High electricity prices are dampening economic growth and reward incompetence and irrationality at Eskom, energy adviser Mike Rossouw warned.
In an article in Rapport, Rossouw wrote that the government continue to allow Eskom to increase prices despite the negative impact it has on all parties.
He warned that the policy of continued price increases will have very negative consequences, especially with electricity prices now being “completely out of control”.
Rossouw added that the current policy allows Eskom to increase prices to compensate for loss-making projects, poor procurement decisions, and even load-shedding.
This view is echoed by RW Johnson, who said money handed over to Eskom is wasted as it will simply be used to pay inflated salaries to many unnecessary workers and finance corrupt deals.
Eskom CEO confirms problems
Eskom’s R20.7-billion loss over the last financial year is the largest ever by a state-owned company in South Africa.
Eskom’s acting CEO Jabu Mabuza told Radio 702 that Eskom has overborrowed to the tune of R440 billion and that its revenue is not enough to service its current debt.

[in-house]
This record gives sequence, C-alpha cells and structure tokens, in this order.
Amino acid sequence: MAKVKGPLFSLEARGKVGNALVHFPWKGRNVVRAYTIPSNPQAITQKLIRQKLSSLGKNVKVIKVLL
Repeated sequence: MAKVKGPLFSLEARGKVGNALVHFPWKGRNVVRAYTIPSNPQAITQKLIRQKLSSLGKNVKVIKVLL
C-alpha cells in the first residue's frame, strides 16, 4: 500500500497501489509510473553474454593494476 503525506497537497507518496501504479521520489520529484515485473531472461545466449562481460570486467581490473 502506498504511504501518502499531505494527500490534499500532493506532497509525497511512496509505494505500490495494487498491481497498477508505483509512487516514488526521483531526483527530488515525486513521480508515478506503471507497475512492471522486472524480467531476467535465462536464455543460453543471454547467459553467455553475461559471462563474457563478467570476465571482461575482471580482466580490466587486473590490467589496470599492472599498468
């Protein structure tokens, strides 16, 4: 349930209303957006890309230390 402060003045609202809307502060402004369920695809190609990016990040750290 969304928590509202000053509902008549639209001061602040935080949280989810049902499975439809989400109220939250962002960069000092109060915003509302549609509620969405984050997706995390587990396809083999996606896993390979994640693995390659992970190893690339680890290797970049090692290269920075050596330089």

He added that Eskom is selling electricity at 90 cents which costs the company 112 cents to produce.
An additional problem is that many of the municipalities which it sells electricity to do not pay their bills. This, Mabuza said, amounts to around R40 billion.
While Eskom is heavily overstaffed, the company is prohibited from cutting jobs which makes it nearly impossible to become more efficient.
“The president said we can’t retrench, which means we are looking at other ways. The pain has to be taken by suppliers, customers, shareholders, employees, and management,” he said.
Eskom’s downward spiral
Over the past decade, Eskom rapidly grew its workforce and expenses, but did not significantly increase its electricity output. In fact, it decreased in some years.
The graphs below show how Eskom landed in such a desperate financial situation.